The University of Bristol recently hosted a three-day symposium that brought together researchers from the UK and Japan to discuss research into the Fukushima Daiichi nuclear power plant accident of 2011. The event was generously supported by the Japan Society for the Promotion of Science (JSPS) London.
The theme of the symposium was intentionally wide and encompassed the entire tranche of work being undertaken around the world to analyse the short and long-term environmental impacts of the FDNPP accident. This topic is now more important than ever, with the clean-up of the contaminated Fukushima Prefecture continuing at an unabating pace and with the repopulation of formerly evacuated citizens back to their homes. The current field of research is cross-cutting across numerous scientific disciplines – including physics, chemistry, ecology and materials sciences; with this symposium seeking to establish a forum for valuable discussions.
The symposium was opened by the director of the JSPS London, Prof. Nobou Ueno, emphasising the bi-directional collaboration between Japan and the UK in the longer-term. Prof. Ueno noted that the University of Bristol was one of the UK universities that was most significantly engaged in collaborations with Japan and that this was evident by the networks that had already been established and impressive history of output.
Guest Speakers from Japan
Visiting overseas speakers at the event included those from the Japanese Atomic Energy Agency's newly established Collaborative Laboratories for Advanced Decommissioning Science (CLADS) and Kyoto University Research Reactor Institute (KURRI).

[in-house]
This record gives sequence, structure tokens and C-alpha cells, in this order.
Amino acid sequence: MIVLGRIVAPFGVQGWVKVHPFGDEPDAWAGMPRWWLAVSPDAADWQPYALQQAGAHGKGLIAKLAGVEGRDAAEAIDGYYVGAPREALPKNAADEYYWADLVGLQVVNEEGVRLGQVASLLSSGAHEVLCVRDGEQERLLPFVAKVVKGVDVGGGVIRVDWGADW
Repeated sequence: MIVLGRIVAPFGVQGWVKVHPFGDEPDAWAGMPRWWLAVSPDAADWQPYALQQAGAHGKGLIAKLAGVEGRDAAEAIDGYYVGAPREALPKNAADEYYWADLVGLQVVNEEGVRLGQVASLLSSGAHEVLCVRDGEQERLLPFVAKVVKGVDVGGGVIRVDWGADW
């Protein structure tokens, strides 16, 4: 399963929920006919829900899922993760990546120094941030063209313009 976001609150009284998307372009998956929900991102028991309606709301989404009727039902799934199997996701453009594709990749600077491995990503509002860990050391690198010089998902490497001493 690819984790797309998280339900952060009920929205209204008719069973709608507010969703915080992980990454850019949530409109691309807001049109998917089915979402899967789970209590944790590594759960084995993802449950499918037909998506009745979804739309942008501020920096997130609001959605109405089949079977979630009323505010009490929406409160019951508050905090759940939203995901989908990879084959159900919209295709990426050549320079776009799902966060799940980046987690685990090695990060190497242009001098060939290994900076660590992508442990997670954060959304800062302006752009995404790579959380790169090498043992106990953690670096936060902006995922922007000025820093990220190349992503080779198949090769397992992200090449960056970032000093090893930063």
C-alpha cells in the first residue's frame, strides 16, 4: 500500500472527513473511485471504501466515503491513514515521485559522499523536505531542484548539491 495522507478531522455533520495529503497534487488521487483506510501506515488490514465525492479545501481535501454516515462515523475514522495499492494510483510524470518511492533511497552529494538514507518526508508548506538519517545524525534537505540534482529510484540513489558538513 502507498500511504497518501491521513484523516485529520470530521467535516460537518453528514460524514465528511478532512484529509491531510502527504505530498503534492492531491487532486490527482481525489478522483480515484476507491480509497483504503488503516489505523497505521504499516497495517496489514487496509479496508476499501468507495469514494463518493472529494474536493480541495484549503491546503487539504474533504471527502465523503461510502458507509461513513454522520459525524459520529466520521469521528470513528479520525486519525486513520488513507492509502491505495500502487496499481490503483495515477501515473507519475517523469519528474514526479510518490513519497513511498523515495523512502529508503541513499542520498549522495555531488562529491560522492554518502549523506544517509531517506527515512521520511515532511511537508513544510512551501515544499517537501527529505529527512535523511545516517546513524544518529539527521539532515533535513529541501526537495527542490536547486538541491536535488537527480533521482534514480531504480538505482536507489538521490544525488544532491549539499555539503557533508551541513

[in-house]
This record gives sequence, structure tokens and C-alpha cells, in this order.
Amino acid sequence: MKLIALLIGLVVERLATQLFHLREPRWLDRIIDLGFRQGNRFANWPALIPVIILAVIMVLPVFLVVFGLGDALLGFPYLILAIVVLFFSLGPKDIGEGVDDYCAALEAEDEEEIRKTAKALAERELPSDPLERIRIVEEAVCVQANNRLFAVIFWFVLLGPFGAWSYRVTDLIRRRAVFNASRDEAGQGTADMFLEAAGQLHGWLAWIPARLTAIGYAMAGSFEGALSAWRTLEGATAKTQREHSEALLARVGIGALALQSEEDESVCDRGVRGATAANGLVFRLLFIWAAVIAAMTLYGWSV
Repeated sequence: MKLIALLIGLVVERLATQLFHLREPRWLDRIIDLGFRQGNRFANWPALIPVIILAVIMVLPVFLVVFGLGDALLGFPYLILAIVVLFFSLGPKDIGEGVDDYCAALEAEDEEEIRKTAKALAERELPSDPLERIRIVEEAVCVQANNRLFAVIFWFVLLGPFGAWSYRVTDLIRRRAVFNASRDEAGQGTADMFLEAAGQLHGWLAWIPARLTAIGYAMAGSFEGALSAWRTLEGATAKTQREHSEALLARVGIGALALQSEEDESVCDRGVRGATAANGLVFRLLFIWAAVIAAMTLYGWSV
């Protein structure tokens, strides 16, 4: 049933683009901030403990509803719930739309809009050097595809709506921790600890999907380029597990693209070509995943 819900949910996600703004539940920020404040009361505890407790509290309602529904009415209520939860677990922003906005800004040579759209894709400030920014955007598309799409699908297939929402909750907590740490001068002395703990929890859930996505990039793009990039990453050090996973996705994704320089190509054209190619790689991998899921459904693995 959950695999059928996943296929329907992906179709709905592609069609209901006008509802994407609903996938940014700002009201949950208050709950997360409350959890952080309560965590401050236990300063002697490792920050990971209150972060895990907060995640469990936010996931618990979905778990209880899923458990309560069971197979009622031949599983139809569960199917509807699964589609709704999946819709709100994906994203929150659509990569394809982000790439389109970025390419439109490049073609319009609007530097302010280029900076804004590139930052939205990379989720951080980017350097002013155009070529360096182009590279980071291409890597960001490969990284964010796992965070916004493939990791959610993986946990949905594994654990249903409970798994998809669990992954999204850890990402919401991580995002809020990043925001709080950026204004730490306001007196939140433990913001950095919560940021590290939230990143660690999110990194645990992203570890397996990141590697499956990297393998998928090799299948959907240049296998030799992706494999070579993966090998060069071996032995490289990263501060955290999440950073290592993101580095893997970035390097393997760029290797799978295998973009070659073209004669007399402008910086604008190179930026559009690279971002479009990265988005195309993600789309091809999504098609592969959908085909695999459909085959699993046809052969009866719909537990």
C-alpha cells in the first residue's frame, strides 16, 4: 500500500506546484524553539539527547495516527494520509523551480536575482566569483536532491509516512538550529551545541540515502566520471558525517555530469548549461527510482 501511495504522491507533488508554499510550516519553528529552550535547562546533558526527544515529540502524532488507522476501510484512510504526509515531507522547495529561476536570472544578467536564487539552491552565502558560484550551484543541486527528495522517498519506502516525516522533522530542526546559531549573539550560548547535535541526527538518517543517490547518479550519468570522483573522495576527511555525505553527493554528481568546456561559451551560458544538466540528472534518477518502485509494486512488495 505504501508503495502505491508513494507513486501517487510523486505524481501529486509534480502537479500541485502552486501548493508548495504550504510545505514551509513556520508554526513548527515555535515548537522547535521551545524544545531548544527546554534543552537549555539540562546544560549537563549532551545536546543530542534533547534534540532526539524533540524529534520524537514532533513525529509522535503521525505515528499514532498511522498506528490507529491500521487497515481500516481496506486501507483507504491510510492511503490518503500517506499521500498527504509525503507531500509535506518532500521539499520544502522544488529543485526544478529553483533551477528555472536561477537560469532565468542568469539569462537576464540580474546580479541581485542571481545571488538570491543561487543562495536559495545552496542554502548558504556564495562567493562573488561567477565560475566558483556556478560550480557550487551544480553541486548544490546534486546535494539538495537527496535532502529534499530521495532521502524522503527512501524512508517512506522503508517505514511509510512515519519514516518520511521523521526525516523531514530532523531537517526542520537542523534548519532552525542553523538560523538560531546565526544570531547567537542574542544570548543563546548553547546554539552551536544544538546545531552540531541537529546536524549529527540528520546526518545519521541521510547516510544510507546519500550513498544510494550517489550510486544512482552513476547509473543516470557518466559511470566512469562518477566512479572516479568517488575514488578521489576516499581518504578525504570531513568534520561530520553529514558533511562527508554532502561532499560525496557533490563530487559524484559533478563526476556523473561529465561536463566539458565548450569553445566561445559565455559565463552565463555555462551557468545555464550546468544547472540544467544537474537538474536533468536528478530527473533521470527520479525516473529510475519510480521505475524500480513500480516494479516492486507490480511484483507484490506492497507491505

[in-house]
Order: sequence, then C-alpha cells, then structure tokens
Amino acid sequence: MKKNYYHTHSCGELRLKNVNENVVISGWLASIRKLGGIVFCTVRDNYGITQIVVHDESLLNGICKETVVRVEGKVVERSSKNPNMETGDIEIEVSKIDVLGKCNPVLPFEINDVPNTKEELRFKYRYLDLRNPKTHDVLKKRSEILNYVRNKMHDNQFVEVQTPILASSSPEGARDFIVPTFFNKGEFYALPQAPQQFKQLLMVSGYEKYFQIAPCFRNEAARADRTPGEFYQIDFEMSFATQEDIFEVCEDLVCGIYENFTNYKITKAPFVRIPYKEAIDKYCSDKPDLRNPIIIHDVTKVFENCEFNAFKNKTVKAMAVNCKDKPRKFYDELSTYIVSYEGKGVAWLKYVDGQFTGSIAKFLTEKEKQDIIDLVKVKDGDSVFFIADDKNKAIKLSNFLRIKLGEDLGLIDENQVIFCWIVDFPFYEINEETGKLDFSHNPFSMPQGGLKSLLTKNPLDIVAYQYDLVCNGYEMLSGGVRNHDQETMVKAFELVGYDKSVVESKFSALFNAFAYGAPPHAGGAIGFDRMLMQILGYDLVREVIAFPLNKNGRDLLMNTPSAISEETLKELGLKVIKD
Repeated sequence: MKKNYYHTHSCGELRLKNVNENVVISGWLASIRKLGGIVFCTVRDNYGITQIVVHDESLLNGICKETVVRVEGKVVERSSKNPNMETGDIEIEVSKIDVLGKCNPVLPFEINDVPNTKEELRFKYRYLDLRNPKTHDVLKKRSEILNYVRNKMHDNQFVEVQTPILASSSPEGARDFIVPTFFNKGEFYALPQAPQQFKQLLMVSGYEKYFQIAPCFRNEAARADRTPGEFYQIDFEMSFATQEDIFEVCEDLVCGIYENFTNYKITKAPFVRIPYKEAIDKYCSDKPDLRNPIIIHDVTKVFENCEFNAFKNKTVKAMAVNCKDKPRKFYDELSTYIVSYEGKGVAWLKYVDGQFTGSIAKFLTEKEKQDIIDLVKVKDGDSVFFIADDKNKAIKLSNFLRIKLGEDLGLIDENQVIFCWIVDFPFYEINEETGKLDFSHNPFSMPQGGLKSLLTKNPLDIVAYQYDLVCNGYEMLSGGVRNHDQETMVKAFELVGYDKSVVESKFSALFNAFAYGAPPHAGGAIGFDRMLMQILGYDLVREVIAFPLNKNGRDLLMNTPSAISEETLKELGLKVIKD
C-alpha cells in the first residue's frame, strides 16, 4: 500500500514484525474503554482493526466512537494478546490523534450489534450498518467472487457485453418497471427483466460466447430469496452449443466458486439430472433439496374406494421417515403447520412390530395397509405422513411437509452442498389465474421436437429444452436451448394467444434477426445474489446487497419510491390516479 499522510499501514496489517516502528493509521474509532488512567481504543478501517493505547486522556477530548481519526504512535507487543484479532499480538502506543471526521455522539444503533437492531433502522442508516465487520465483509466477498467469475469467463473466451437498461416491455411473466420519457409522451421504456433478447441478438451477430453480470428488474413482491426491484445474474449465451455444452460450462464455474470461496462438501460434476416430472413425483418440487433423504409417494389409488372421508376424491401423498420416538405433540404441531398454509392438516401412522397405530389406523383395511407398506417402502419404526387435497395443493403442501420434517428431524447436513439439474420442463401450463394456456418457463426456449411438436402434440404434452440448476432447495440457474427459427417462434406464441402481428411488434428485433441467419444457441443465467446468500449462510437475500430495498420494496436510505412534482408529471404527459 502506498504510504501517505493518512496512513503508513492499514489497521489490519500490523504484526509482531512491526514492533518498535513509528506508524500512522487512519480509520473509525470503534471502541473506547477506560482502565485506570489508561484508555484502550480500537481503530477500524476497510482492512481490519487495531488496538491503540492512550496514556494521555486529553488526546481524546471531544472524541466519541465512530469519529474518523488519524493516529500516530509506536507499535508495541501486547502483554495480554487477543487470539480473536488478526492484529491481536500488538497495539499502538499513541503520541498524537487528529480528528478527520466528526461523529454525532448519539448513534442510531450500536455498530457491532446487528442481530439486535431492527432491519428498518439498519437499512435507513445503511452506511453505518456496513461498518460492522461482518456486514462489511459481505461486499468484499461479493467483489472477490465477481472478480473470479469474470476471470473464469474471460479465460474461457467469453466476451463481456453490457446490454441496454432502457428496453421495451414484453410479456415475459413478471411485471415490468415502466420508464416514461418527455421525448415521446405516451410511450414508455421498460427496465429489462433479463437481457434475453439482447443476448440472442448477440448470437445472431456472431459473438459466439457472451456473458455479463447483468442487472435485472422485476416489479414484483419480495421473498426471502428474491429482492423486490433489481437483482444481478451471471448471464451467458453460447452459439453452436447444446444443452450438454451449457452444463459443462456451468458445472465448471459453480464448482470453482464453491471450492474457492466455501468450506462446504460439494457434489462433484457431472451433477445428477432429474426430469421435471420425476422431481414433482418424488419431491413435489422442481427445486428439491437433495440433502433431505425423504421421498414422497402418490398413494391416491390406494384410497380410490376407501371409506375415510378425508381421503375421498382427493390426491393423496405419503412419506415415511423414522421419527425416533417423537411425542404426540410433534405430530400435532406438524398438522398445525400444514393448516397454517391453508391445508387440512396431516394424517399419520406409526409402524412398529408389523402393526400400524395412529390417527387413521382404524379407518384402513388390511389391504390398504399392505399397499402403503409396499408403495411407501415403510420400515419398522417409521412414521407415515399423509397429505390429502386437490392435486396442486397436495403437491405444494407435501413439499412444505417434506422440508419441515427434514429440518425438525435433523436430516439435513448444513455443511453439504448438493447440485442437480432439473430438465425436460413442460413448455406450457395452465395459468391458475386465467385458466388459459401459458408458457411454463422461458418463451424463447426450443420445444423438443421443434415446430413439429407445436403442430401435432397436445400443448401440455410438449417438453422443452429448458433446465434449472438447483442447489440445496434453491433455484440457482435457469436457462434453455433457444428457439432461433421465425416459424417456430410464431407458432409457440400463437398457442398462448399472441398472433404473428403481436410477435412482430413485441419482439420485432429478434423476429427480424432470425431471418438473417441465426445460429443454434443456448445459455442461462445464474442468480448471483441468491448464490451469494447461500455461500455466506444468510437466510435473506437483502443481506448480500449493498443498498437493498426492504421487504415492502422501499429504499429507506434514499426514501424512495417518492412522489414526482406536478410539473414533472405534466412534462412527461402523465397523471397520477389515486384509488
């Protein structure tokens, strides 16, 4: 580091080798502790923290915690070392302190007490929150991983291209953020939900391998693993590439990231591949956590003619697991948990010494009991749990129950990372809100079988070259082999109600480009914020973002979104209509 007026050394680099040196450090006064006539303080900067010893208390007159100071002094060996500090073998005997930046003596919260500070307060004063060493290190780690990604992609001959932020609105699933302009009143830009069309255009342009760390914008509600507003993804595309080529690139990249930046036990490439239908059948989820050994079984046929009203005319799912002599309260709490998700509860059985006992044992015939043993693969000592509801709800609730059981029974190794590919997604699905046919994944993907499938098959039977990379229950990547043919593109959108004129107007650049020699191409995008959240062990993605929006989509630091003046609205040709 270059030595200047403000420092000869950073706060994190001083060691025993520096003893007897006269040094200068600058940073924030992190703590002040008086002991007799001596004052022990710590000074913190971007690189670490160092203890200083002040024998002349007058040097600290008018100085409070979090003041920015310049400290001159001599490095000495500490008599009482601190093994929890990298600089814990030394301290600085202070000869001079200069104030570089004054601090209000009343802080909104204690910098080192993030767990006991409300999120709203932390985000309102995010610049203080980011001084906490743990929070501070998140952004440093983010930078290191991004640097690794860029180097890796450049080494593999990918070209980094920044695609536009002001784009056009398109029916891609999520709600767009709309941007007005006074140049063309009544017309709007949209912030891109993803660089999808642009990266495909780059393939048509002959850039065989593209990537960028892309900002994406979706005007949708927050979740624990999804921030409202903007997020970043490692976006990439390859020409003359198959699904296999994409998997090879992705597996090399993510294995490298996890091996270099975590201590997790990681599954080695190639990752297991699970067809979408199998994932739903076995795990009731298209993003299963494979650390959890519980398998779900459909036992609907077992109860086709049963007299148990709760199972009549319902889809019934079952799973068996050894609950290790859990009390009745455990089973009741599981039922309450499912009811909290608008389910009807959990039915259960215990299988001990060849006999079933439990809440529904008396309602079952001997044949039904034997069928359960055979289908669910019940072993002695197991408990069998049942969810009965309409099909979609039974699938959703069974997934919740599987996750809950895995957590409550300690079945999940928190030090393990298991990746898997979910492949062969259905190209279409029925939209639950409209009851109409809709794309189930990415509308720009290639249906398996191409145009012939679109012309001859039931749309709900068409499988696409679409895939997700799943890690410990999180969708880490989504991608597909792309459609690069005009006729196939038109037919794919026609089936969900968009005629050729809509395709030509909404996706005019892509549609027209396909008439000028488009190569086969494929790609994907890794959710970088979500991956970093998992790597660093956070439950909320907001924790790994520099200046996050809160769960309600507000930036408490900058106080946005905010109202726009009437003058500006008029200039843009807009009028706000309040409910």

Talks at the event included those from Prof. Nick Beresford (Centre for Ecology and Hydrogeology), drawing comparisons between Fukushima and Chernobyl; Prof. Neil Willey (UWE), on the radiation induced damage to plants; Prof. Philip Thomas (UoB), on the societal impact of a large nuclear accident such as Fukushima, Dr. Neil Fuller (University of Portsmouth), on the impact of radiation on marine life; Dr. Tomas Martin (UoB), on new analytical technique to isotopically evaluate fallout particulate; and Dr. Rob Malkin (UoB), on the current monitoring ongoing on the FDNPP site.
This served as an opportunity to further strengthen the links between Bristol and these institutions, in particular the JAEA with whom the university has a five year partnership agreement.
— Thomas Bligh Scott (@proftbs) August 15, 2018
Japan Society for the Promotion of Science
Information about the JSPS can be found on their website, including their newsletter and UK & Ireland Alumni Assocation. A big thank you to their sponsorship of this event.